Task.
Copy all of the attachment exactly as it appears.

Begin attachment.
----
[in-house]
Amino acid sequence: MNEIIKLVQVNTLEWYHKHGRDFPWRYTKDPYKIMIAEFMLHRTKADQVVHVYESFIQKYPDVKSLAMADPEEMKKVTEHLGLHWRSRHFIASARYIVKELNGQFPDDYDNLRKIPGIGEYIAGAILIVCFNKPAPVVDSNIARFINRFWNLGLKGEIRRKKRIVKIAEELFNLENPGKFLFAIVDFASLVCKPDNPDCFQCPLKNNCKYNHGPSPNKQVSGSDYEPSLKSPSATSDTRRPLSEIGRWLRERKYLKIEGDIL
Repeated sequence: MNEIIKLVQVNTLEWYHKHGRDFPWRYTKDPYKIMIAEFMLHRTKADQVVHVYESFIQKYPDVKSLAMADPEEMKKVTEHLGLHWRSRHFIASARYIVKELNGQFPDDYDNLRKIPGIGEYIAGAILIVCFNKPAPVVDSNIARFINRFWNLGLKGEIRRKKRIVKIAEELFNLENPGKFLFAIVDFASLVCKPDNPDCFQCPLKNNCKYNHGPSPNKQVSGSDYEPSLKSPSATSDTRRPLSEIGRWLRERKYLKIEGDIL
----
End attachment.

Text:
[in-house]
Amino acid sequence: MNEIIKLVQVNTLEWYHKHGRDFPWRYTKDPYKIMIAEFMLHRTKADQVVHVYESFIQKYPDVKSLAMADPEEMKKVTEHLGLHWRSRHFIASARYIVKELNGQFPDDYDNLRKIPGIGEYIAGAILIVCFNKPAPVVDSNIARFINRFWNLGLKGEIRRKKRIVKIAEELFNLENPGKFLFAIVDFASLVCKPDNPDCFQCPLKNNCKYNHGPSPNKQVSGSDYEPSLKSPSATSDTRRPLSEIGRWLRERKYLKIEGDIL
Repeated sequence: MNEIIKLVQVNTLEWYHKHGRDFPWRYTKDPYKIMIAEFMLHRTKADQVVHVYESFIQKYPDVKSLAMADPEEMKKVTEHLGLHWRSRHFIASARYIVKELNGQFPDDYDNLRKIPGIGEYIAGAILIVCFNKPAPVVDSNIARFINRFWNLGLKGEIRRKKRIVKIAEELFNLENPGKFLFAIVDFASLVCKPDNPDCFQCPLKNNCKYNHGPSPNKQVSGSDYEPSLKSPSATSDTRRPLSEIGRWLRERKYLKIEGDIL